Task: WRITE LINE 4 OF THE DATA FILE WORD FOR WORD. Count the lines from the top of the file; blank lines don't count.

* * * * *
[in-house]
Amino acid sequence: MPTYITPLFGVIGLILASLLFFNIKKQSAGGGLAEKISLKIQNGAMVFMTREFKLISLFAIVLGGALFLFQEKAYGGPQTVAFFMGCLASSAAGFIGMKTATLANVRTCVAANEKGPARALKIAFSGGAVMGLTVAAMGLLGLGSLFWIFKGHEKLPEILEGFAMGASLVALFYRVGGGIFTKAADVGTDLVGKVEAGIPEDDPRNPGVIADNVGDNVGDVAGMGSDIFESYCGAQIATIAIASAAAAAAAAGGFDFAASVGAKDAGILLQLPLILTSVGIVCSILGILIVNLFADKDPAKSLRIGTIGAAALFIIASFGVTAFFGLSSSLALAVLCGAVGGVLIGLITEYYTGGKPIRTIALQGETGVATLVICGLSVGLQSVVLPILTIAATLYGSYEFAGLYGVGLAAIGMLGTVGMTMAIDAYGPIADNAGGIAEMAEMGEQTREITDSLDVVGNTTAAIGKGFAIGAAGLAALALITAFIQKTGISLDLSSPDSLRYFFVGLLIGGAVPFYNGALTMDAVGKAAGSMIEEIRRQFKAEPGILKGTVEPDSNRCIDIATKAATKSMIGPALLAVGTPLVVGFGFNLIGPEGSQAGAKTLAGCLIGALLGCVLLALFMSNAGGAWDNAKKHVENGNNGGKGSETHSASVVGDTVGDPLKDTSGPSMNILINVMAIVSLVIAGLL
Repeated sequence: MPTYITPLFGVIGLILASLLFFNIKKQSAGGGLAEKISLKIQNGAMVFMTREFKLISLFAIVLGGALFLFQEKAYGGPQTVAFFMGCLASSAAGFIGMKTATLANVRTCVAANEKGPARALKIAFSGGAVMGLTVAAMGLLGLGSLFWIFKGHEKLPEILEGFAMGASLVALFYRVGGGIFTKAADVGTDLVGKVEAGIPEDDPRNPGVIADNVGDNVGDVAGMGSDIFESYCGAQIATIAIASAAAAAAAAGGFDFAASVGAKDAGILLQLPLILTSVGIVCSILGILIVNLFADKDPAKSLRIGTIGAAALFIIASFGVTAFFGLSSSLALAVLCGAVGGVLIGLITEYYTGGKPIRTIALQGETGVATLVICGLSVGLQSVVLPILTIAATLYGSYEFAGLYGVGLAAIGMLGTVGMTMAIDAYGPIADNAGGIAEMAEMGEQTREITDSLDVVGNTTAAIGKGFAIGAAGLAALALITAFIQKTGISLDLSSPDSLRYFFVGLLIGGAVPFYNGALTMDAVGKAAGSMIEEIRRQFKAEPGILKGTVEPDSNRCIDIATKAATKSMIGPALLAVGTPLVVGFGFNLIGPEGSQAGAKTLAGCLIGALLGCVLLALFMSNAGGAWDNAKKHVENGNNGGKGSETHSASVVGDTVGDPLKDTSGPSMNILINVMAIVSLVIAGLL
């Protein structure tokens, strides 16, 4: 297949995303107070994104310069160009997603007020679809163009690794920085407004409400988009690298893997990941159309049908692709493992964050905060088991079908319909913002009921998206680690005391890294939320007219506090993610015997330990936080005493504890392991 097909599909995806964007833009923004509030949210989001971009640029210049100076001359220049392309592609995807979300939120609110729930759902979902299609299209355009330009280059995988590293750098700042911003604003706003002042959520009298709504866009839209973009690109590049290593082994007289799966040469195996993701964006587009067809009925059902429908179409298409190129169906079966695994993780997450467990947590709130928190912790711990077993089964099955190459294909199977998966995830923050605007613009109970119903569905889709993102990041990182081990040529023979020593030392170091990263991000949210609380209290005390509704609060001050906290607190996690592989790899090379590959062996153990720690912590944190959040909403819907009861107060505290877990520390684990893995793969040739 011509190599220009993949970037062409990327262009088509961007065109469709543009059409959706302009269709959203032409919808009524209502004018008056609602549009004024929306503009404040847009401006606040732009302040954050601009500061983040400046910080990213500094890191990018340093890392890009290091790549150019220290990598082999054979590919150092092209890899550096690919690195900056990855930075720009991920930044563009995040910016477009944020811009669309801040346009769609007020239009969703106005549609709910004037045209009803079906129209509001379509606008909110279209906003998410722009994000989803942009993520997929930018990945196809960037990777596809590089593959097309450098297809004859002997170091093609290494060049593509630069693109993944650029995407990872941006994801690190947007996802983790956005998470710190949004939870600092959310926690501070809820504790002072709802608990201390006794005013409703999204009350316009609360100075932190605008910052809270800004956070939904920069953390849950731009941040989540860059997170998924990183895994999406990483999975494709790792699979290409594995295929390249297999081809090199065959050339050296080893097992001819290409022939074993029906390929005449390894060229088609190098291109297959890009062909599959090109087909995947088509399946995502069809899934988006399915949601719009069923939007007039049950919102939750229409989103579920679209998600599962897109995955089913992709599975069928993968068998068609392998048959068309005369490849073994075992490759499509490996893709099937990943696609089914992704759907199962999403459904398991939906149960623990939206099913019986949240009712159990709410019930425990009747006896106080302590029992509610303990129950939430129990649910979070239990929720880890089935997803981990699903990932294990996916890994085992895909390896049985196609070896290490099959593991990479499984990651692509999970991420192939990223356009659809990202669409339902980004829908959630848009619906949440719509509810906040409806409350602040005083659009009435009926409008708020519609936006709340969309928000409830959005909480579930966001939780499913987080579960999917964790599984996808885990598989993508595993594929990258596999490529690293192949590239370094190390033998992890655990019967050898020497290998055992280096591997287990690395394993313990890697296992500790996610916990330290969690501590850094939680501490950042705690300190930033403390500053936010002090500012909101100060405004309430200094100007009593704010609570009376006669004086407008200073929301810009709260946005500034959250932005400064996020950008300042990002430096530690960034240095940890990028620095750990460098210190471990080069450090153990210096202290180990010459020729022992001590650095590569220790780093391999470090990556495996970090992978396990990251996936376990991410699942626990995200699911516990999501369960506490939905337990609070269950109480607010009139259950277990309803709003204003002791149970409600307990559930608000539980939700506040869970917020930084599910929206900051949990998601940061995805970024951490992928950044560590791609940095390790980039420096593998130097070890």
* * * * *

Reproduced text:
């Protein structure tokens, strides 16, 4: 297949995303107070994104310069160009997603007020679809163009690794920085407004409400988009690298893997990941159309049908692709493992964050905060088991079908319909913002009921998206680690005391890294939320007219506090993610015997330990936080005493504890392991 097909599909995806964007833009923004509030949210989001971009640029210049100076001359220049392309592609995807979300939120609110729930759902979902299609299209355009330009280059995988590293750098700042911003604003706003002042959520009298709504866009839209973009690109590049290593082994007289799966040469195996993701964006587009067809009925059902429908179409298409190129169906079966695994993780997450467990947590709130928190912790711990077993089964099955190459294909199977998966995830923050605007613009109970119903569905889709993102990041990182081990040529023979020593030392170091990263991000949210609380209290005390509704609060001050906290607190996690592989790899090379590959062996153990720690912590944190959040909403819907009861107060505290877990520390684990893995793969040739 011509190599220009993949970037062409990327262009088509961007065109469709543009059409959706302009269709959203032409919808009524209502004018008056609602549009004024929306503009404040847009401006606040732009302040954050601009500061983040400046910080990213500094890191990018340093890392890009290091790549150019220290990598082999054979590919150092092209890899550096690919690195900056990855930075720009991920930044563009995040910016477009944020811009669309801040346009769609007020239009969703106005549609709910004037045209009803079906129209509001379509606008909110279209906003998410722009994000989803942009993520997929930018990945196809960037990777596809590089593959097309450098297809004859002997170091093609290494060049593509630069693109993944650029995407990872941006994801690190947007996802983790956005998470710190949004939870600092959310926690501070809820504790002072709802608990201390006794005013409703999204009350316009609360100075932190605008910052809270800004956070939904920069953390849950731009941040989540860059997170998924990183895994999406990483999975494709790792699979290409594995295929390249297999081809090199065959050339050296080893097992001819290409022939074993029906390929005449390894060229088609190098291109297959890009062909599959090109087909995947088509399946995502069809899934988006399915949601719009069923939007007039049950919102939750229409989103579920679209998600599962897109995955089913992709599975069928993968068998068609392998048959068309005369490849073994075992490759499509490996893709099937990943696609089914992704759907199962999403459904398991939906149960623990939206099913019986949240009712159990709410019930425990009747006896106080302590029992509610303990129950939430129990649910979070239990929720880890089935997803981990699903990932294990996916890994085992895909390896049985196609070896290490099959593991990479499984990651692509999970991420192939990223356009659809990202669409339902980004829908959630848009619906949440719509509810906040409806409350602040005083659009009435009926409008708020519609936006709340969309928000409830959005909480579930966001939780499913987080579960999917964790599984996808885990598989993508595993594929990258596999490529690293192949590239370094190390033998992890655990019967050898020497290998055992280096591997287990690395394993313990890697296992500790996610916990330290969690501590850094939680501490950042705690300190930033403390500053936010002090500012909101100060405004309430200094100007009593704010609570009376006669004086407008200073929301810009709260946005500034959250932005400064996020950008300042990002430096530690960034240095940890990028620095750990460098210190471990080069450090153990210096202290180990010459020729022992001590650095590569220790780093391999470090990556495996970090992978396990990251996936376990991410699942626990995200699911516990999501369960506490939905337990609070269950109480607010009139259950277990309803709003204003002791149970409600307990559930608000539980939700506040869970917020930084599910929206900051949990998601940061995805970024951490992928950044560590791609940095390790980039420096593998130097070890």